One of the reasons I really wanted to get a big dummy is that it is an off road capable singletrack hauling machine. There is a nice trail through pueblo canyon between my house and downtown.
Probably 2.5 miles of single track and double track with some nice views.
The bike handles pretty well off road. The rear wheel is underweighted on climbs so it spins a bit without careful climbing style. But unlike a normal mtb you don't have to worry about accidental wheelies. Similarly it is hard to properly weight the front wheel when you hit a little dip or a loose turn due to the large wheel base. I am also running slick tires. But overall it handles pretty well through the local off road conditions. Including singletrack. As long as I am cognizant of how long the bike really is and whether the freeloaders are stuffed or not, it is not too hard to ride single track here. Additionally, you can ride down some stupid steep things and through some technical things that are easier on the dummy than a regular MTB. As long as you have traction. The big dummy does suck on anything you could high center on. Logs and some curbs and dropoffs are bad. Constant vigilance...
I usually ride down town, load up with whatever I am buying and then ride the roads back home with the load. Like this full load of groceries and coffee grounds for composting.
I have had some issues with the long wheel base. Mostly clanking hops up onto curbs at speed. It is much harder to unweight the rear wheel than on a normal bike. I have hit the rear wheel pretty hard before, but actually pinchflatted today. When I went to fix the flat I noticed this:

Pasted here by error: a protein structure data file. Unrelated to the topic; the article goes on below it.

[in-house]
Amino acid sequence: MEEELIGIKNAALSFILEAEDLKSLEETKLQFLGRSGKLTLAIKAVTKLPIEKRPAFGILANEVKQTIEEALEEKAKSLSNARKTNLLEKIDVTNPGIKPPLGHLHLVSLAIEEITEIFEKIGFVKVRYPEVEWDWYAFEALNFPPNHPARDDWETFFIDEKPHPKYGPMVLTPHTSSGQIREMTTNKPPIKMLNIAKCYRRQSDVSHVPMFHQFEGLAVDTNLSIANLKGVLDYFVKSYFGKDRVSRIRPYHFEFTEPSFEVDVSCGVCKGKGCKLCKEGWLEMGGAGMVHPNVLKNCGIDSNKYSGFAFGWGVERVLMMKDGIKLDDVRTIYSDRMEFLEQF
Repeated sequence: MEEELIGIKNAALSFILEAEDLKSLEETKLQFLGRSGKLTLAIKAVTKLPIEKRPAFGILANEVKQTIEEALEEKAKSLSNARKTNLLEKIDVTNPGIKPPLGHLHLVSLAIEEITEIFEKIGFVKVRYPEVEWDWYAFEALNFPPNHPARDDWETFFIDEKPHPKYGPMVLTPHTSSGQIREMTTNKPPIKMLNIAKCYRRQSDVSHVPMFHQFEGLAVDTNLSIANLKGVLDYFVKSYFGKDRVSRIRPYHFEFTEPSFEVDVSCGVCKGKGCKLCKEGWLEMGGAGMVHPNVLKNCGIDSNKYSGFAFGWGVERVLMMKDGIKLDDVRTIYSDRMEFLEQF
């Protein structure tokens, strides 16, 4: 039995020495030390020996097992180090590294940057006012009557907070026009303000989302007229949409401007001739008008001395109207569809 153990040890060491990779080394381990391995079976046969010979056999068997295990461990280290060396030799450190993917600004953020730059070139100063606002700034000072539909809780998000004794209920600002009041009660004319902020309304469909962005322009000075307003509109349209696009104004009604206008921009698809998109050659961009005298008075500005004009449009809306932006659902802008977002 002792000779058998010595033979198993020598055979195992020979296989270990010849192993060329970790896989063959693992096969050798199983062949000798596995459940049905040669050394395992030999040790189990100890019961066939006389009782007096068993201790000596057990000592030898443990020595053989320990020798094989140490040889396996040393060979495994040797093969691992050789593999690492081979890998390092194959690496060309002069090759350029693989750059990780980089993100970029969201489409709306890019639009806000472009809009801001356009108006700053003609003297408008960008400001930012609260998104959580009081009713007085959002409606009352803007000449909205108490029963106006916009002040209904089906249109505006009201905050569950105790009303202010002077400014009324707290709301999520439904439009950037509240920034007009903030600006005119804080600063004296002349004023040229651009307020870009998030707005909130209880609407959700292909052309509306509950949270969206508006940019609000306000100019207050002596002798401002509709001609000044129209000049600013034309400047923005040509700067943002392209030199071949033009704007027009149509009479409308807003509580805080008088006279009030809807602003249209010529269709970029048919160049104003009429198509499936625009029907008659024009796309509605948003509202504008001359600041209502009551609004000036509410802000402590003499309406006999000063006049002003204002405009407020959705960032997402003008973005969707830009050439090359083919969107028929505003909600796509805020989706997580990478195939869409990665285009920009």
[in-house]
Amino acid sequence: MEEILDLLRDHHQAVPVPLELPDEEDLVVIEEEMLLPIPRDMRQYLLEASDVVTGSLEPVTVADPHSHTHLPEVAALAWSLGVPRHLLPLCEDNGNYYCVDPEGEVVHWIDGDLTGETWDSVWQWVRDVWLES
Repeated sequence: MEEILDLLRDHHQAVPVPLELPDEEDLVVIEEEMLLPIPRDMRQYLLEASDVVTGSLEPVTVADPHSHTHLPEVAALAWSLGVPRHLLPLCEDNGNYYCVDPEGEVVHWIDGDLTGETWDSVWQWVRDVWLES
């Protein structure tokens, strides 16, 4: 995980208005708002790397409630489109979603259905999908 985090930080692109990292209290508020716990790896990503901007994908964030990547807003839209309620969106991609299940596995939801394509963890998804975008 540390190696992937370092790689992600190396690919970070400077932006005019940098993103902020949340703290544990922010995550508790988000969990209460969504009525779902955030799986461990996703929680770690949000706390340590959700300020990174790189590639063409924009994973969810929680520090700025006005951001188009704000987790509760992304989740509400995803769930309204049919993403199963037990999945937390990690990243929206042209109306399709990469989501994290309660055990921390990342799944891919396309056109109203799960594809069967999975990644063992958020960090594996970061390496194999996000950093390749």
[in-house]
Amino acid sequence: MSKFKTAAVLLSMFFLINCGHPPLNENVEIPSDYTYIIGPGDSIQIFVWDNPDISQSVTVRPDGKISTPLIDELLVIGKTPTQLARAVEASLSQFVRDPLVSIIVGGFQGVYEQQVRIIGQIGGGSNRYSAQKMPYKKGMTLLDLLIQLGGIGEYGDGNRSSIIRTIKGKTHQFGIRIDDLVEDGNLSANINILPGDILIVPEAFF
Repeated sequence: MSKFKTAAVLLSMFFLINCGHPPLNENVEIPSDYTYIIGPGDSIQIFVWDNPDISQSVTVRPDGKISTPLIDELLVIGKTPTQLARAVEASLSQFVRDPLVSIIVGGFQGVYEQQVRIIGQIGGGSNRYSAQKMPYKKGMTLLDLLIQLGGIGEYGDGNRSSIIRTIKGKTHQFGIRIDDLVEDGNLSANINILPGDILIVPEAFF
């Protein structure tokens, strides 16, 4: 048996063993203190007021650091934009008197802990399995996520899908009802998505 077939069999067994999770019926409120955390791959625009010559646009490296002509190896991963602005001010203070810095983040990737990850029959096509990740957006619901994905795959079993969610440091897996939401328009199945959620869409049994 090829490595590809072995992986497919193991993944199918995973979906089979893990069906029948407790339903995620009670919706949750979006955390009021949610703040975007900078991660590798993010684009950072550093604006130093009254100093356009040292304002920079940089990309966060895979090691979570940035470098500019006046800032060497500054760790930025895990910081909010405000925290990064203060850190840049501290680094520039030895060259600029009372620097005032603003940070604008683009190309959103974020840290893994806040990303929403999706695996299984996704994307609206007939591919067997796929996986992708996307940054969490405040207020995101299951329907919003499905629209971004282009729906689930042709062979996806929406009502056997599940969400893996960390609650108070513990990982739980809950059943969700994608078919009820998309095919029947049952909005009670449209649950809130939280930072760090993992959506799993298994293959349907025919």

I lost part of one of the freeloaders strap a riding home with it unbuckled a couple of weeks ago. I had not idea where it went or when it happened, but I did not think too much of it at the time. When I went to change the tire today I found the remains wrapped between the disc brake and the spoke. One of the Big Dummy's hazards is getting stuff caught in the rear wheel and having no idea it is there until it is too late. With the snap deck and the free loader bags you can't really see the rear hub at all while riding or otherwise. Additionally the long chain and wheel base degrades the "feel" of the rear wheel, and deck and bags muffle sound pretty well. This is the third thing that got up in there. One plastic bag, one tumbleweed like thing and this strap. The first two had to be repaired to get rolling, the plastic bag actually locked the cogs to the spokes and created a disconcerting psuedo fixed wheel with a huge delay due to the long chain, all while giving Elena a ride to a friends house. This one was unnoticeable until this week when it started clanking around back there a little bit. Not too big a deal but it is something to be aware of.
It is also kind of hard to check if your rear tire is well inflated and inflate the rear tire while it is on the bike. Again, something to force myself to be aware of.
Overall I have been riding the big dummy almost exclusively this month including about 25% off road. I also have an offroad route on the way to work that is pretty fun on the BD. It is great when I am not going to go for a really long ride on the way in or home. Probably 6-15 miles a day so far this month, I loves you big dummy.
My next plan is to get some fatter slicks. Probably a 2.5" hookworm up front and a 2.35 road apple on the back. In retrospect, I wish I set my bike up with large marge rims (and a rohloff...) like this one: here, here and here. Maybe next time I build wheels for it. I don't think I am going to fit fenders on it. It runs pretty dry for the rider due to the virtual fender of the snapdeck/freeloaders and I think I would rather have really fat tires...